For as long as he could remember he had watched and interpreted the code. He knew that the others didn’t bother anymore and that it was no longer taught it schools, but Carson believed it a trustworthy and reliable source of information. He run the searches over and over and the code had reiterated the words ‘new colony’ approximately 72 times in his own lifetime at 72 distinct and separate destinations in the cosmos. This coincided neatly with seventy-two artefacts being removed from the museum and the suspicious skeptic in him had decided it was a farce.

With each year that passed Carson felt he was experiencing the end of history. It hadn’t occurred to him yet that perhaps he was already observing the aftermath of the end. This place often felt like the end of the world. And in a sense it was. He knew he wouldn’t live long enough to experience the beginning of another history so he held onto an ongoing struggle to make his peace with the present situation of things.

He moved his gaze to his hands, the veins were showing blue below the thin skin and he remembered the day the mask had been acquired. The artificial sky above his desk had complimented his dark and moody mood and the atmospheric sounds of thunder groaned across the surrounding speakers. After following a string of recent transactions for weeks he had suddenly and unexpectedly hit a vine in the code and lost all sense of direction. The sulk this had triggered had lasted until an off site arc-team deposited the mask on his desk.

Recovered from the Mofannini crater, Carson had been the first to categorise it. When a new item is acquired, each acquirer provides an independent assessment of the artefact. The acquirers, of which there are twelve meet to discuss, agree, fix and corroborate their findings before the artefact is deemed to the public or to the vaults. For some reason the unearthing of this mask had caused a stir in the code and although any other item of that age and mystery would have been kept in the vault for further study, it was directly displayed. Eventually and for the second time in its life, it was forgotten about. Visitors gradually stopped ascending the tower and the picture of the mask disappeared from the guide log.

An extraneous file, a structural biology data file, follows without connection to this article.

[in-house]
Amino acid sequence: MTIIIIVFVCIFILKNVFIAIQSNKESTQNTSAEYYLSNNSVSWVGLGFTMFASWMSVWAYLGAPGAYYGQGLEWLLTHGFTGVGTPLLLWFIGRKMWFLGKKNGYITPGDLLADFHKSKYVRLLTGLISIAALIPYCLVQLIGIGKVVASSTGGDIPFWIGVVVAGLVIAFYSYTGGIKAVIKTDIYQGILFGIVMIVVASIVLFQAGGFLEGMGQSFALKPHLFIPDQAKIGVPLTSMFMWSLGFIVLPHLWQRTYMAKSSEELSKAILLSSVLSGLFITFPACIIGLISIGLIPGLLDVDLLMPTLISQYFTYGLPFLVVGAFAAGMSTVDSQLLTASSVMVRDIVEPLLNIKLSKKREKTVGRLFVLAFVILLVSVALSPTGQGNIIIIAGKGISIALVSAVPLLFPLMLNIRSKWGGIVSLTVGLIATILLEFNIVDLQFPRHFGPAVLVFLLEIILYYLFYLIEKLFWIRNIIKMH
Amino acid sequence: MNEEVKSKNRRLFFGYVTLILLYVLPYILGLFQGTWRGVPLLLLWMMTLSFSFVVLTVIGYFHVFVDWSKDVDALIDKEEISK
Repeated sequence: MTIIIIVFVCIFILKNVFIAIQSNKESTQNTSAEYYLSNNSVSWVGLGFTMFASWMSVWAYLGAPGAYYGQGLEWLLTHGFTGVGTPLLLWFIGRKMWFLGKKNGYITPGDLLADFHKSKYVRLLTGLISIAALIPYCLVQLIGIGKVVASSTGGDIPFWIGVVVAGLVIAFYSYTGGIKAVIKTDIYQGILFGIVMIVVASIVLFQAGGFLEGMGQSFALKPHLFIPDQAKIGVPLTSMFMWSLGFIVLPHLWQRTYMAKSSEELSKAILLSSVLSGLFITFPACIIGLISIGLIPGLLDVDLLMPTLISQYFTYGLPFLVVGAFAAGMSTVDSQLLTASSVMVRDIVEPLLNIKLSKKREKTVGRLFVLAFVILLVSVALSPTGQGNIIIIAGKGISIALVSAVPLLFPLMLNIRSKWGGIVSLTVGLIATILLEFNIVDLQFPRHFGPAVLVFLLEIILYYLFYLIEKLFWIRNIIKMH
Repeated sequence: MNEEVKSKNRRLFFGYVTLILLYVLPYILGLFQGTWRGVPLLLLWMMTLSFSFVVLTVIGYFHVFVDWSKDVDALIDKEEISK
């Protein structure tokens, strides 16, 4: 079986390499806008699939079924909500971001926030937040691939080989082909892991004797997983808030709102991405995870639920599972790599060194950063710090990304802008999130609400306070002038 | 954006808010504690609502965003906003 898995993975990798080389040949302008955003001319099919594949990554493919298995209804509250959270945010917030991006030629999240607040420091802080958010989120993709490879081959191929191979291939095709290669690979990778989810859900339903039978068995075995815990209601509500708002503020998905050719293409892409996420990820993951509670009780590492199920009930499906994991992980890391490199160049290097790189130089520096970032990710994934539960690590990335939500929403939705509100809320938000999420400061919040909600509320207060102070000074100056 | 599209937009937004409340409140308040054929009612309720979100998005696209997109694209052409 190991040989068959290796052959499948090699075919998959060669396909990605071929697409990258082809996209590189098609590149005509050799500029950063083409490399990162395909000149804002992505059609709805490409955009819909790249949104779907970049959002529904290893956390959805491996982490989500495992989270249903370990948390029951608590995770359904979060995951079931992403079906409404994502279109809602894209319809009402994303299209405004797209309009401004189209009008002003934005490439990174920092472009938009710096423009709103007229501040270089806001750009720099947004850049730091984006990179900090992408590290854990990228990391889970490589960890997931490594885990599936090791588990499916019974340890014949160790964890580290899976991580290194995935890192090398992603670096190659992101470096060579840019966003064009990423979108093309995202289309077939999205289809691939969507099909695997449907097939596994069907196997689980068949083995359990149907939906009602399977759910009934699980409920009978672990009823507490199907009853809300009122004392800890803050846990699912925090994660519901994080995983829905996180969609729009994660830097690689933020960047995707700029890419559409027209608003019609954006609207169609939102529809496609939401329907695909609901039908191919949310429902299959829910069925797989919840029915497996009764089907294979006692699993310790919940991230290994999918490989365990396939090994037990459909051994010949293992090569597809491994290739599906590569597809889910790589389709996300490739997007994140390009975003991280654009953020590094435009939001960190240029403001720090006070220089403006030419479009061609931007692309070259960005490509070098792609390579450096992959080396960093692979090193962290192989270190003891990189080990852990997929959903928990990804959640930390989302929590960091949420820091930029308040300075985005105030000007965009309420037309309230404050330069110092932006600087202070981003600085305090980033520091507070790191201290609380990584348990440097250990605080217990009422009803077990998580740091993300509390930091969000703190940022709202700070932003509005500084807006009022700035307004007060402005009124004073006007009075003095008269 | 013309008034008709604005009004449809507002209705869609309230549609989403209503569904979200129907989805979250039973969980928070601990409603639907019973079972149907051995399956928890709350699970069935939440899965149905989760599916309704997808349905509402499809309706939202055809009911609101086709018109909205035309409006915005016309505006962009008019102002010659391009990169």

Carson wished he had spent more time to examine the mask’s purpose. In the catalogue it was categorised as O.O.U.S.: ornamental object of unknown significance. The peculiarly striking nature of the mask had left Carson to wishfully suspect that it channelled a forgotten energy or power source.

In some moments he praised the mask for its otherworldly qualities and thanked it for its presence in his life yet at other times he furiously convinced himself that he was simply unwell and that otherworldly qualities were of the quasi-spiritual he read about in old books. He scolded himself for unscientific thoughts verging on the religious.

He turned and faced the box again determined to envisage the mask he squinted his eyes. The harder he tried the more fragmented and distorted the image in his mind became until it slipped from recollection altogether. He wandered aloud whether the materials had been designed to withstand time but he agreed with himself that it was most likely a desperate attempt to not be forgotten. He checked his watch again and turned toward the edge of the horizon. A few seconds later, there it was. The rocket-smoke plume shot up into the ionosphere.

As Carson watched the mask leaving his vicinity he felt a sense of calmness wash over him. He didn’t stop looking until the smoke stream had dissipated. The unbroken sky was now deep blue at the edges and he turned to look at the box once more.

As he closed his eyes he pictured the arterial-red colour and the strange angulations of the facial features. It’s shiny texture and the brightness that never seemed to fade. Above the brow bone, two white-tipped protrusions stood up and Carson thought peripherally of the snow-capped mountains his ancient-ancestors had looked upon. Ice no longer formed at the poles or high altitudes. The ground: dry, cracked, scorched and burnt by the heat of the sun. The idea of natural coldness was a no-longer-living memory. Then the image was gone, like a jellyfish stranded on a beach it dissolved back into the ocean of his unconscious. Carson stared at the sky for an unknown amount of time before he bowed his head slightly and descended below the parthenon to his desk.